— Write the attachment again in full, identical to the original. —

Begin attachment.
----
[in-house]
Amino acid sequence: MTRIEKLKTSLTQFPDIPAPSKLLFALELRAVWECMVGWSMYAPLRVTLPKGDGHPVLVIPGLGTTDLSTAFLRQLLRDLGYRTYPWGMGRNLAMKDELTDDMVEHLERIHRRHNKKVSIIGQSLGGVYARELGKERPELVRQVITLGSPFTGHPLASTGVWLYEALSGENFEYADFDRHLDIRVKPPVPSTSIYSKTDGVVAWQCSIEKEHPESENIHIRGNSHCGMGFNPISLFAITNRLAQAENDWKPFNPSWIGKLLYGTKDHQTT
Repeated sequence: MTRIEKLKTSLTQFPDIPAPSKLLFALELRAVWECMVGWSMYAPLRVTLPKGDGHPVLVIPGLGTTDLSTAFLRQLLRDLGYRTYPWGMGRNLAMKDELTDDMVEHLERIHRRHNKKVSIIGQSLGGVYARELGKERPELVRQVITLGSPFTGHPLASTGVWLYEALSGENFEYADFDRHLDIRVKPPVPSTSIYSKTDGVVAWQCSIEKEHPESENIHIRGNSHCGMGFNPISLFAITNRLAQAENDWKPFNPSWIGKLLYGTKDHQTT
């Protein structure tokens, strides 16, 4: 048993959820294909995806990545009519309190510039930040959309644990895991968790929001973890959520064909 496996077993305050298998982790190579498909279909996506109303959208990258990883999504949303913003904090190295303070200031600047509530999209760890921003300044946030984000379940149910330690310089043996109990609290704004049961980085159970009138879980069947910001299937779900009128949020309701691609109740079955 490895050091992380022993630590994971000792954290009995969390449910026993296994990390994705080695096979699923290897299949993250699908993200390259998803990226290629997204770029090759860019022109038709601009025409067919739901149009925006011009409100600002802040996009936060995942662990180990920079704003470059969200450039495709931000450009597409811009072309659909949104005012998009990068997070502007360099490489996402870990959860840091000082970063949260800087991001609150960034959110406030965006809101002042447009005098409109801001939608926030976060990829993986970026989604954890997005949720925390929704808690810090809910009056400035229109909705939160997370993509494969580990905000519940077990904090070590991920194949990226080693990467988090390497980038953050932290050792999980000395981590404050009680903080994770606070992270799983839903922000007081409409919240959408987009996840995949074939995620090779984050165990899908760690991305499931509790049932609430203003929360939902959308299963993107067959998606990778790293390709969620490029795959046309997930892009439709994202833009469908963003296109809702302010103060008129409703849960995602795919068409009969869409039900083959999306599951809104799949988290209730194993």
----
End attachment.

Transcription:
[in-house]
Amino acid sequence: MTRIEKLKTSLTQFPDIPAPSKLLFALELRAVWECMVGWSMYAPLRVTLPKGDGHPVLVIPGLGTTDLSTAFLRQLLRDLGYRTYPWGMGRNLAMKDELTDDMVEHLERIHRRHNKKVSIIGQSLGGVYARELGKERPELVRQVITLGSPFTGHPLASTGVWLYEALSGENFEYADFDRHLDIRVKPPVPSTSIYSKTDGVVAWQCSIEKEHPESENIHIRGNSHCGMGFNPISLFAITNRLAQAENDWKPFNPSWIGKLLYGTKDHQTT
Repeated sequence: MTRIEKLKTSLTQFPDIPAPSKLLFALELRAVWECMVGWSMYAPLRVTLPKGDGHPVLVIPGLGTTDLSTAFLRQLLRDLGYRTYPWGMGRNLAMKDELTDDMVEHLERIHRRHNKKVSIIGQSLGGVYARELGKERPELVRQVITLGSPFTGHPLASTGVWLYEALSGENFEYADFDRHLDIRVKPPVPSTSIYSKTDGVVAWQCSIEKEHPESENIHIRGNSHCGMGFNPISLFAITNRLAQAENDWKPFNPSWIGKLLYGTKDHQTT
């Protein structure tokens, strides 16, 4: 048993959820294909995806990545009519309190510039930040959309644990895991968790929001973890959520064909 496996077993305050298998982790190579498909279909996506109303959208990258990883999504949303913003904090190295303070200031600047509530999209760890921003300044946030984000379940149910330690310089043996109990609290704004049961980085159970009138879980069947910001299937779900009128949020309701691609109740079955 490895050091992380022993630590994971000792954290009995969390449910026993296994990390994705080695096979699923290897299949993250699908993200390259998803990226290629997204770029090759860019022109038709601009025409067919739901149009925006011009409100600002802040996009936060995942662990180990920079704003470059969200450039495709931000450009597409811009072309659909949104005012998009990068997070502007360099490489996402870990959860840091000082970063949260800087991001609150960034959110406030965006809101002042447009005098409109801001939608926030976060990829993986970026989604954890997005949720925390929704808690810090809910009056400035229109909705939160997370993509494969580990905000519940077990904090070590991920194949990226080693990467988090390497980038953050932290050792999980000395981590404050009680903080994770606070992270799983839903922000007081409409919240959408987009996840995949074939995620090779984050165990899908760690991305499931509790049932609430203003929360939902959308299963993107067959998606990778790293390709969620490029795959046309997930892009439709994202833009469908963003296109809702302010103060008129409703849960995602795919068409009969869409039900083959999306599951809104799949988290209730194993």